This will take higher math than I'm capable of but minus 1 or 2 rear rear teeth may make the speedometer more accurate. Mine stock indicates about 8% high according to my GPS, and dropping 1 tooth should change the indicated speed less than 3%, 2 teeth less than 6% bringing the indicated speeds closer to actual.cdamb said:You will have to install a yellow box in order to re-calibrate your speedometer and odometer.
FUBAR said:anyone try lowering the rear spocket size to a 42 or 41 tooth (525 stock chain/43)..........of course lowering engine rpm at speed, etc., im looking for if the chain would rub the swing arm guides etc......problems found or not.
john348 said:the local dealer suggested I went up a tooth on the front for better cruising. I haven't done it yet but could be good.
eMoto UK said:We also supply a 16t sprocket, but as we have never been asked for it we haven't displayed this article.
I'm must be missing something here - the rear sprockets are called "quick change rear sprockets" for a reason. It appears to me that there is no way it would be easier to change the front; changing the rear couldn't be easier - loosen the chain/eccentric nut and remove 5 bolts.dumbcomputers said:...... I think it would be easier to change the front sprocket ...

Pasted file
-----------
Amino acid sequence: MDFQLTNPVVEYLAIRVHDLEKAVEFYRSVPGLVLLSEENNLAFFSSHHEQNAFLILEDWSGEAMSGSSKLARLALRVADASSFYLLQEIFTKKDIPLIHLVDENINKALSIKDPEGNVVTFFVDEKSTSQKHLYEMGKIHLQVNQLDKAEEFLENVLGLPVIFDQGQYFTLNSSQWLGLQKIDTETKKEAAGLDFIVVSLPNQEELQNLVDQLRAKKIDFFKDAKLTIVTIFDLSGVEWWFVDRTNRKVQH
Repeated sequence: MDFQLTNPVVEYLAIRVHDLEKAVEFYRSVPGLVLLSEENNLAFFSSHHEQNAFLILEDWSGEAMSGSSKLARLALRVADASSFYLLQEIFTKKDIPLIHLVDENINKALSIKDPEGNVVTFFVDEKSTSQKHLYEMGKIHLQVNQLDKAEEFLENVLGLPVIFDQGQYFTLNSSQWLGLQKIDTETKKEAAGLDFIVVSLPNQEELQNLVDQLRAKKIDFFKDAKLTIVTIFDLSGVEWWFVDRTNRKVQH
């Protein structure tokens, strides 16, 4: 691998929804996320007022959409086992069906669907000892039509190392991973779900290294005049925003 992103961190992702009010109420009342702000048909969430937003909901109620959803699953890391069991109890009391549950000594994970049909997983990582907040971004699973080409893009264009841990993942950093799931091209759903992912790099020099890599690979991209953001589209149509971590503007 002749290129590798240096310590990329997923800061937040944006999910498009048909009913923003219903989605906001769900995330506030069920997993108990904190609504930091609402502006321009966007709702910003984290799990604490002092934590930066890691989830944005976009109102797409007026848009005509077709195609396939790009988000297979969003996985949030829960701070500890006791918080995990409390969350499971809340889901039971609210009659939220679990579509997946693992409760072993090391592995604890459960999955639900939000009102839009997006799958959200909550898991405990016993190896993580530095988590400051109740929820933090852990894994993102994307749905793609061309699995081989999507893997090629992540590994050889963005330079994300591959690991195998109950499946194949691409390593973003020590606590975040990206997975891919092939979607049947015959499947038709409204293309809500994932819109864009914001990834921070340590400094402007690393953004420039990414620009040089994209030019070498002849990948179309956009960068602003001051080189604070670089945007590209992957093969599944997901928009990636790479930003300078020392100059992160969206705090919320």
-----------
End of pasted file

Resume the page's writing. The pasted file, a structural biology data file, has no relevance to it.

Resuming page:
You may be right, hence why we are not showing it on the site as we have not testing this piece, would have to try it on a bike before we sell.FUBAR said:question for emoto, ive been told that there is a clearance problem (no room for a bigger spocket up front) in the cases for a 16t counter? that would be an easier r/r to do n what i would rather.............no danger for the cases, in stock, i will be ordering.
You're in trouble if you are inside your petrol tank to change your front sprocket?????????BrisBrutale said:I am thinking about going 1 tooth down on the front. I notice the fuel pump? is part of the front casing. Any probs pulling this off?